I caught and killed a few feisty crabs for breakfast. A young sea dog hobbled over to me; I stopped to pat her head as she smelled my clothes.
“I must smell like you now after I went for something of a swim the other day.”
She rolled over, barking playfully. I knelt and pet her smooth belly.
“Sorry, but I can’t play today.”
I carried the crabs over to Dash. My heart raced at the sight of him and I wondered why I felt such strange things. Hearing my approach, he sat up with a smile.
“Good morning,” he said. “You have been productive!”
“I’d be happy to catch breakfast for you every morning.”
“I feel rejuvenated after that.”
He started up the fire while I prepared the crabmeat. We sat close to one another as our morning meal roasted.
“What did the sky look like this morning?” he asked.
“It was a bright orange in the beginning, and then it transformed into a soft pink. Like one of my mother’s hair ribbons. She rarely wore it, but I remember it vividly when she did.”
“You miss her.”
“I always will, but … Dash, I am happy here. Is that strange?”
I swallowed hard, realizing how foolish I must have sounded.
“It isn’t strange at all,” he said softly.
I smiled, looking away from him for a moment.
“You’re smiling, aren’t you?” he asked with a grin.
“Ha! Let’s eat.”
I gave him a skewer and then took one for myself.
“Délicieux,” he said, tasting a morsel of the crab.
“Délicieux,” I mimicked, trying to imitate his accent.
He laughed so hard that he fell back into the sand. I laughed with him, savouring the sound as it filled the atmosphere around us. Sitting next to him, I looked out to the sea with a wistful smile. My jaw dropped at what I saw in the distance. I stood up, hoping that I was only seeing things.
“What’s wrong? What do you see?” called Dash.
Stepping closer to the shore, I stared at the tall ship. England’s vibrant flag waved proudly in the wind, but it was no warship. They were whalers.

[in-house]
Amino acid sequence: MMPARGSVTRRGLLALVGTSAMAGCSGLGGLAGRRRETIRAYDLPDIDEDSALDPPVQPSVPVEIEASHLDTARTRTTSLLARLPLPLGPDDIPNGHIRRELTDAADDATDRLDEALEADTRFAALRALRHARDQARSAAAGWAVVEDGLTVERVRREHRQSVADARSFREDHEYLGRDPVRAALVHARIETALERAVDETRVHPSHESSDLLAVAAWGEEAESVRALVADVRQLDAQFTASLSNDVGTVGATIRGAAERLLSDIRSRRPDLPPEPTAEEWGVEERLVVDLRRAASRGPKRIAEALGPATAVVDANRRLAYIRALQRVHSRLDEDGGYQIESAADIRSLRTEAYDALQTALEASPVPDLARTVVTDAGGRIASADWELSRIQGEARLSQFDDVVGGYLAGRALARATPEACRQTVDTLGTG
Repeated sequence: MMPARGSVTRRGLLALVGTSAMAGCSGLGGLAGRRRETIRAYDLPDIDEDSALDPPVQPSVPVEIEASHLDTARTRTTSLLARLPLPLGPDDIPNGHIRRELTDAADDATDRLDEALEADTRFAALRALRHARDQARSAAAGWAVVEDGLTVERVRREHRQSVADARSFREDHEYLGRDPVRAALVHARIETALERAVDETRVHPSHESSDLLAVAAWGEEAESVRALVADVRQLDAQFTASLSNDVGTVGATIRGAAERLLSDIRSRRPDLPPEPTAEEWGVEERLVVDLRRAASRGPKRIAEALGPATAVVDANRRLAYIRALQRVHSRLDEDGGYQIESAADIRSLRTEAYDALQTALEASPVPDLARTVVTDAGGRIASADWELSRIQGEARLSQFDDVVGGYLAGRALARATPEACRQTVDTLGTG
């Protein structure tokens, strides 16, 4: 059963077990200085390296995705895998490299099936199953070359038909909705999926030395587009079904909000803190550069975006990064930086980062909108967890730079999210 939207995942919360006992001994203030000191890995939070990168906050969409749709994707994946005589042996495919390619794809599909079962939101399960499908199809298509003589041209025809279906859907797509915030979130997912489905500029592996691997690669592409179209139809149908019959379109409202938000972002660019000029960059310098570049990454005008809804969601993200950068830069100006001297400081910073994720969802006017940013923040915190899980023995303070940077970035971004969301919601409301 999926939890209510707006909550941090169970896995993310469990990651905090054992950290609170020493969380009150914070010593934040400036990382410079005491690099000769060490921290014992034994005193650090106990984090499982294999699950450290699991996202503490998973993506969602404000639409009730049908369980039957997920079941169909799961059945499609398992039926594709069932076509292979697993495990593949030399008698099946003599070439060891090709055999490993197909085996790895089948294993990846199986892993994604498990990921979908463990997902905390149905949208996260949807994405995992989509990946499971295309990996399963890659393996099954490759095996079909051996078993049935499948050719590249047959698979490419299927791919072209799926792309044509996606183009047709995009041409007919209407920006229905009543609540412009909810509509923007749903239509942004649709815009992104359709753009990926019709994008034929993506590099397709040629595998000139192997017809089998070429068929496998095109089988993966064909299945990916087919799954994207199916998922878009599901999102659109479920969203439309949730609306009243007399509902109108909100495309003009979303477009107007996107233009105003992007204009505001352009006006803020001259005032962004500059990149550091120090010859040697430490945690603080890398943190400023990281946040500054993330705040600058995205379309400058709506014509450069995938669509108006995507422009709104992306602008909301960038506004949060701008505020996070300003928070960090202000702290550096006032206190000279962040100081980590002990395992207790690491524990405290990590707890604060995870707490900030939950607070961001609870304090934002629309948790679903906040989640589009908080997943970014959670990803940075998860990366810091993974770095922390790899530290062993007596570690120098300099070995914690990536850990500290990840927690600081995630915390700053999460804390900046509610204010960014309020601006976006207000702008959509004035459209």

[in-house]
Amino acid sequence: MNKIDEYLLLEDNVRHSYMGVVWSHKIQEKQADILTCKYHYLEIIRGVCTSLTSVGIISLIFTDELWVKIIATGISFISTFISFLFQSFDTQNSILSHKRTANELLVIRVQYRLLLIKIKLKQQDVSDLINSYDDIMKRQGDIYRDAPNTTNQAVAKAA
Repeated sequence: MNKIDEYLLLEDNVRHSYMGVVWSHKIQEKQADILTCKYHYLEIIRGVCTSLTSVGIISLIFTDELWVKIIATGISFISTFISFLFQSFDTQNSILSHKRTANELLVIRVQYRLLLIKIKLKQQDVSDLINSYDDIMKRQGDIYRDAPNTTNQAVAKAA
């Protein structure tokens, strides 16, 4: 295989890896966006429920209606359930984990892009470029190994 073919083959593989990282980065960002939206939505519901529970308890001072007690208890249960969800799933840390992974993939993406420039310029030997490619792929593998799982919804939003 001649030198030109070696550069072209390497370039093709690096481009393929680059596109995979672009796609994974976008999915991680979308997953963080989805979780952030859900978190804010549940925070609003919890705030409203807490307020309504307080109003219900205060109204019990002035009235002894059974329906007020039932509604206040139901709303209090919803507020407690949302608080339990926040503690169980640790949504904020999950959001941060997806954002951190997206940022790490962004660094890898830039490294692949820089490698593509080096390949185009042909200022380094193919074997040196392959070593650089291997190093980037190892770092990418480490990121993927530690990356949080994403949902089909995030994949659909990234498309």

“What do you see?” called Dash.
I did not want to say it. It was too soon.
He reached my side, panting from the run. I closed my eyes as a terrible ache inflicted itself upon my heart.
“It’s a British whaling ship,” I said.
He took in a deep breath of the salty air. “Then it is time for our adventure to end.”
The warm gale carried away our melancholic tones.
“I will tell them you were injured in battle,” I said. “That you saved my life.”
“I will rot away in some British prison,” he said bitterly.
“No!” I cried. “Allow me to speak on your behalf. Let me try.”
“If you were a midshipman, your words might hold some weight. I am not sure that they will heed the words of a powder monkey. It is the way of the world, my dear friend.”
Reality sliced my veins open like an invisible knife, draining my hope.
“You need to go home, Dash,” I pleaded. “This bloody war can’t go on for much longer. Even if you must wait it out in a prison, you will return home one day to write your music.”
He shrugged, shaking his head. “I won’t kill myself now. I won’t mar your memory of me.”
“This isn’t the end.”
I spoke calmly, even though it felt like my insides were being ripped apart.
“This was almost like a dream,” I said. “Wasn’t it?”
“It was better.”
The whaling crew had spotted us. The sailors lowered a boat down to the water and quickly rowed for shore.
“May I do something very odd?” asked Dash. “While I still have the chance?”
“It might be the strangest thing anyone has done to you.”
“What is it, then?” I asked with a racing heart.
“I want to see you. I want to know what you look like.”
He was so close to me that his warm breath tickled my skin. I longed for him to see me. I wished that he could.
“How?” I asked, my voice barely above a whisper.
“By feeling you. Don’t be afraid. I won’t do anything untoward.”
I longed for him to touch me, though I could not understand why. The idea was wonderful and confusing. I tried in vain to still my rapid breathing as he brought his warm hand to my cheekbone.
“Relax, sea rat.”
“I’m trying to.”
He gently cupped my chin in the palm of his hand before gently tracing a finger down my jawline. I closed my eyes as both of his hands touched the sides of my face. He touched the tips of his fingers over my eyelids, down my nose, and over my lips. He ran one hand down my neck, causing me to gasp suddenly, and then he grazed my shoulder, my collar bones, and my other shoulder.
“You have a button nose,” he said.
He reached up to feel my upturned lips with his fingertips and I smiled.
“You are beautiful, Max.”
I wrapped my arms around him and he encased me in his tight embrace. He released me too soon and our mouths hovered within an inch of one another. I froze, hypnotized by his nearness.